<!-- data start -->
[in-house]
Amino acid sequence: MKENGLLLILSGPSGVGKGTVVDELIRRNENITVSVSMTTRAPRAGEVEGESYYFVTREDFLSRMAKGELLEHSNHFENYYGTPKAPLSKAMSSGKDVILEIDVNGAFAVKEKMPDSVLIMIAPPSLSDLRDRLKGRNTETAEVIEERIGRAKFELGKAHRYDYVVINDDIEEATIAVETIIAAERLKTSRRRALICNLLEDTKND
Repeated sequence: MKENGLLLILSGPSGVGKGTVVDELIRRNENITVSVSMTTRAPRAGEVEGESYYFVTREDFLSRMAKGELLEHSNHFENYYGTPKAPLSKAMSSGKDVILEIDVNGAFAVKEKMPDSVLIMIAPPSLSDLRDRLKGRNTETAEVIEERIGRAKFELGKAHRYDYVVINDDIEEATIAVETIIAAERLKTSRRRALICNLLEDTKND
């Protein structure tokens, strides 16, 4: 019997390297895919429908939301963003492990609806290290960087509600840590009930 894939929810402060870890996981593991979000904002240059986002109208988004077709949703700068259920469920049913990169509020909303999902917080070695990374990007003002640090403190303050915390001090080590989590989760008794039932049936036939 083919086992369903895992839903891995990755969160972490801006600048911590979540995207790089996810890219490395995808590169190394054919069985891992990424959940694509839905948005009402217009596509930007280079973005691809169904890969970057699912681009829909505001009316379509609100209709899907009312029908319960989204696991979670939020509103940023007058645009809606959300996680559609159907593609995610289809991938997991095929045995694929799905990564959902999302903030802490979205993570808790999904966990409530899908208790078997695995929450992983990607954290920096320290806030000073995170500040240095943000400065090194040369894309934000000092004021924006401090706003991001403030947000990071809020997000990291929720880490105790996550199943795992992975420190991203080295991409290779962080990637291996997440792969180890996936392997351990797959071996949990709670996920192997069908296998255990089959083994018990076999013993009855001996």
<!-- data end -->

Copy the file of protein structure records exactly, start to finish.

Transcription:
[in-house]
Amino acid sequence: MKENGLLLILSGPSGVGKGTVVDELIRRNENITVSVSMTTRAPRAGEVEGESYYFVTREDFLSRMAKGELLEHSNHFENYYGTPKAPLSKAMSSGKDVILEIDVNGAFAVKEKMPDSVLIMIAPPSLSDLRDRLKGRNTETAEVIEERIGRAKFELGKAHRYDYVVINDDIEEATIAVETIIAAERLKTSRRRALICNLLEDTKND
Repeated sequence: MKENGLLLILSGPSGVGKGTVVDELIRRNENITVSVSMTTRAPRAGEVEGESYYFVTREDFLSRMAKGELLEHSNHFENYYGTPKAPLSKAMSSGKDVILEIDVNGAFAVKEKMPDSVLIMIAPPSLSDLRDRLKGRNTETAEVIEERIGRAKFELGKAHRYDYVVINDDIEEATIAVETIIAAERLKTSRRRALICNLLEDTKND
């Protein structure tokens, strides 16, 4: 019997390297895919429908939301963003492990609806290290960087509600840590009930 894939929810402060870890996981593991979000904002240059986002109208988004077709949703700068259920469920049913990169509020909303999902917080070695990374990007003002640090403190303050915390001090080590989590989760008794039932049936036939 083919086992369903895992839903891995990755969160972490801006600048911590979540995207790089996810890219490395995808590169190394054919069985891992990424959940694509839905948005009402217009596509930007280079973005691809169904890969970057699912681009829909505001009316379509609100209709899907009312029908319960989204696991979670939020509103940023007058645009809606959300996680559609159907593609995610289809991938997991095929045995694929799905990564959902999302903030802490979205993570808790999904966990409530899908208790078997695995929450992983990607954290920096320290806030000073995170500040240095943000400065090194040369894309934000000092004021924006401090706003991001403030947000990071809020997000990291929720880490105790996550199943795992992975420190991203080295991409290779962080990637291996997440792969180890996936392997351990797959071996949990709670996920192997069908296998255990089959083994018990076999013993009855001996």